The term “DNR” usually stands for the medical directive do not resuscitate. However, I used the term to describe a trend I’m seeing that worries me: detect ‘n’ refer. I am fully aware that many ODs do not manage glaucoma at all. That is perfectly OK, as I don’t practice all aspects of optometry. I don’t see pediatric cases, I don’t fit specialty contact lenses, I don’t do vision therapy. However, I know ODs who do take on these types of cases.
I often hear of situations like this one, where a patient is referred out to a “specialist.” This patient needed glaucoma management. In 49 states, that’s within optometry’s domain. If you don’t treat glaucoma yourself, why not send your patient to another optometrist?
|At top, this circumpapillary RNFL scan of the patient’s left eye demonstrates significant loss in the superiotemporal and inferiotemporal sectors of the scan.|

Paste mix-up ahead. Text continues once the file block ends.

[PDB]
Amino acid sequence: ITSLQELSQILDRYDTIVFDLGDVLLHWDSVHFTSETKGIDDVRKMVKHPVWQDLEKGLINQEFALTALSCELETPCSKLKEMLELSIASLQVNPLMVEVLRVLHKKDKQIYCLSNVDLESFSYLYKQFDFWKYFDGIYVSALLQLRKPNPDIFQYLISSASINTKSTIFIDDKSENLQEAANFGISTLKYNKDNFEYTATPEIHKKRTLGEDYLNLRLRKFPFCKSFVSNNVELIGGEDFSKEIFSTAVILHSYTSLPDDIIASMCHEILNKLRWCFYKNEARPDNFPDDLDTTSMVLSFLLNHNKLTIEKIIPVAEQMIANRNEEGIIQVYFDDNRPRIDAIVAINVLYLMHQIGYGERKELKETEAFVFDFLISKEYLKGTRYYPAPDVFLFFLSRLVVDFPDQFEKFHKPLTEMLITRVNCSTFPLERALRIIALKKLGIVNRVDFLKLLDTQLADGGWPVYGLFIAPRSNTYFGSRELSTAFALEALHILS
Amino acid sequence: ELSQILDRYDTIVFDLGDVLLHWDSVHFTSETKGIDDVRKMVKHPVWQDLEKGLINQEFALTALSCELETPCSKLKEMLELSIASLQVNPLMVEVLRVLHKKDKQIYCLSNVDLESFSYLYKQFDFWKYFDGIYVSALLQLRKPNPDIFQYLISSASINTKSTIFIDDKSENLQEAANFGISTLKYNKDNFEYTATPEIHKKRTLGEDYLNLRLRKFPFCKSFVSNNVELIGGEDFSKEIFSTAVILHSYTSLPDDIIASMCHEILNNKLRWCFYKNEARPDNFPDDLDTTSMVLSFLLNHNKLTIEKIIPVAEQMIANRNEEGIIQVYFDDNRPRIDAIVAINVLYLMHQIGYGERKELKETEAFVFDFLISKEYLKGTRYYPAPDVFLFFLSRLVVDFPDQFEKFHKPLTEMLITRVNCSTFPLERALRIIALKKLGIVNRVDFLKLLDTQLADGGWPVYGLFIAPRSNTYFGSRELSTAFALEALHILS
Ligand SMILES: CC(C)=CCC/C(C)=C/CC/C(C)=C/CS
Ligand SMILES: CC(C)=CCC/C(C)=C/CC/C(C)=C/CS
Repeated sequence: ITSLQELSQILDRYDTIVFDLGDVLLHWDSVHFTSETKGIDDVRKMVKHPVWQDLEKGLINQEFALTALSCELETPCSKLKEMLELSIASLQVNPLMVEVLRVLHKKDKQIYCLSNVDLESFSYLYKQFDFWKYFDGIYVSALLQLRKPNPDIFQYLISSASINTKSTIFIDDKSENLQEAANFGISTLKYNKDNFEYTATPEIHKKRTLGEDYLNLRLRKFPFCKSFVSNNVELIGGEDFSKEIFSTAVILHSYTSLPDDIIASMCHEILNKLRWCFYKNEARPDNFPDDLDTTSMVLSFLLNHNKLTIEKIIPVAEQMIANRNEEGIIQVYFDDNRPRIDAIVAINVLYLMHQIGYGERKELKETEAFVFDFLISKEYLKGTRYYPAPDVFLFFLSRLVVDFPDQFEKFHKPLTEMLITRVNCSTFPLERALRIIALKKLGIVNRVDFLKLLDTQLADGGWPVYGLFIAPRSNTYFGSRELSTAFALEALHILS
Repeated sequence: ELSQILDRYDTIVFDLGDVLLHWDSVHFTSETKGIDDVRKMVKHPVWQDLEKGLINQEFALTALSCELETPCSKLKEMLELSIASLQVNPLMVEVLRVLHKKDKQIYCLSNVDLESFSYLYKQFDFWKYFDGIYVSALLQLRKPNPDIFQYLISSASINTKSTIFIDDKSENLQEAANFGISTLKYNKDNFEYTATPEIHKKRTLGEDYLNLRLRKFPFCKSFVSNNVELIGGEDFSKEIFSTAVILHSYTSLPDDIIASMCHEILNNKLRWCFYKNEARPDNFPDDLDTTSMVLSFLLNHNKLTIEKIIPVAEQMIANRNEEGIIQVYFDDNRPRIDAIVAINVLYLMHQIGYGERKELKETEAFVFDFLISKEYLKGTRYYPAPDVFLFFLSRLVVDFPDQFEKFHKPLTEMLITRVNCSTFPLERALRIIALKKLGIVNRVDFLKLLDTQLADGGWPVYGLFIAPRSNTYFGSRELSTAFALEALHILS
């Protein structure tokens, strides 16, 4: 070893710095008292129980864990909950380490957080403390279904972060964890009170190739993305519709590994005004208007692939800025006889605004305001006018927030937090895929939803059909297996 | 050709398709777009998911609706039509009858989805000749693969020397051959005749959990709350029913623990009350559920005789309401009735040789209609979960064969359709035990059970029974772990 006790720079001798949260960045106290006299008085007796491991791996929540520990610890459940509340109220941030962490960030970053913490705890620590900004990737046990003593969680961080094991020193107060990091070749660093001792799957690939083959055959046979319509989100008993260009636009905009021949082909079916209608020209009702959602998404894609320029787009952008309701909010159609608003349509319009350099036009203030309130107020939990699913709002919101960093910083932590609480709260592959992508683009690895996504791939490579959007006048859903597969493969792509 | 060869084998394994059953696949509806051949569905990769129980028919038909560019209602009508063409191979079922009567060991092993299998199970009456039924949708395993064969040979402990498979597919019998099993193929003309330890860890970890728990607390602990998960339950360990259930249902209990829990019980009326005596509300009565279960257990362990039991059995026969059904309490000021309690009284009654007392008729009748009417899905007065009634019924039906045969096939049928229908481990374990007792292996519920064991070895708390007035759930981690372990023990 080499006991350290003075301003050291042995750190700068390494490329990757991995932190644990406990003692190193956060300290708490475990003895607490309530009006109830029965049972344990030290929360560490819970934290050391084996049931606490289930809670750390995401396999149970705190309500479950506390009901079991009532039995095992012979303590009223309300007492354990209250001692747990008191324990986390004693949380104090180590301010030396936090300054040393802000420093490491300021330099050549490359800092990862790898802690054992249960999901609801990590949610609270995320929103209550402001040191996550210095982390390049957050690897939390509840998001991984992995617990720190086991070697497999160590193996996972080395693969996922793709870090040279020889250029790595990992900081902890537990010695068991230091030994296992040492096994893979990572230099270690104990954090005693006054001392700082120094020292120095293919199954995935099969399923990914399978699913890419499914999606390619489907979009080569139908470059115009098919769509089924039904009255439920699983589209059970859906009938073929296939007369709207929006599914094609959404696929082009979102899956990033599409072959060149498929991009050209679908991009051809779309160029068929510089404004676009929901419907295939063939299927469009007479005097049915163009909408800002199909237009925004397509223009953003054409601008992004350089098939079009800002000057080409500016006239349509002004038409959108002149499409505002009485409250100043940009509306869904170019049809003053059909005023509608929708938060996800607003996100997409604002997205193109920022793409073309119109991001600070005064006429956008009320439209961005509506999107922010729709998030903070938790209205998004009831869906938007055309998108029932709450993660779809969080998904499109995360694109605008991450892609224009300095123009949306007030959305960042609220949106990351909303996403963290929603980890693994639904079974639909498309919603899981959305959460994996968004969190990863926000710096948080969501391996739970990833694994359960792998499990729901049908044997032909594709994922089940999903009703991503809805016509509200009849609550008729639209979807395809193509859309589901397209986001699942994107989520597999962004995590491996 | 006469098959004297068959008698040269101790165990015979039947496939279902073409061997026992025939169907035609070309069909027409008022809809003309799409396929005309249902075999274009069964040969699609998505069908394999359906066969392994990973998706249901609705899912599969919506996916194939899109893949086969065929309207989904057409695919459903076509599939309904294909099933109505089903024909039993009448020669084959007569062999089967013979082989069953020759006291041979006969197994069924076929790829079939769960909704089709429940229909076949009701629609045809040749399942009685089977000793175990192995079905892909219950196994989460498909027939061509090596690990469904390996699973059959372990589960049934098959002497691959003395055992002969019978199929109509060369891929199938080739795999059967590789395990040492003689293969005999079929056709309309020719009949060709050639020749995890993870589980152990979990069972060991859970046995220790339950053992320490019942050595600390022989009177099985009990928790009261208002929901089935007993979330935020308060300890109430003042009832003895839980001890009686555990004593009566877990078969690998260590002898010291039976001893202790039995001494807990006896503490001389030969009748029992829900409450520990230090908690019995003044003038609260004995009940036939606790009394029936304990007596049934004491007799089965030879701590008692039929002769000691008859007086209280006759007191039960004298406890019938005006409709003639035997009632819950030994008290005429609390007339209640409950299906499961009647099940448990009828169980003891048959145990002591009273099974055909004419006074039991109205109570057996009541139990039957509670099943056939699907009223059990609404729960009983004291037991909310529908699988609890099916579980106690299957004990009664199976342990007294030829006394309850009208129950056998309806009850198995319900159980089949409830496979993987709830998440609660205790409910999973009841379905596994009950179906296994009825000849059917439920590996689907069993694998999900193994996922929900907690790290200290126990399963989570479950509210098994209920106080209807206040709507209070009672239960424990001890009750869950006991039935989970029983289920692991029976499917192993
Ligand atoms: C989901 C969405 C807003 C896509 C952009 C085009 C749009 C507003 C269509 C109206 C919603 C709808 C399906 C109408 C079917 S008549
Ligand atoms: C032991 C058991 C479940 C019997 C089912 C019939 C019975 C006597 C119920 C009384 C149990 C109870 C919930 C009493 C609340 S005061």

Below, the same eye’s BMO-MRW scans demonstrates advanced neuroretinal rim loss and thinning. Both scans are consistent with moderately advanced glaucoma. Click image to enlarge.
If You Treat, Keep Treating
Even those who do treat glaucoma can be guilty of detecting and referring. I’ve heard cases where the patient is referred to a surgeon because they didn’t respond to the initial treatment, or the drop reddened their eyes or for fear of liability. Certain cases ultimately will need to go to a glaucoma specialist for surgical management, yes, but the large majority of glaucoma cases do not need surgical intervention. In other words, non-surgical glaucoma care is optometric glaucoma care. These patients, even advanced cases, are in our wheelhouse! We can’t cherry-pick the cases we see. If we’re going to treat glaucoma, then we need to treat the difficult cases as well as the easy ones.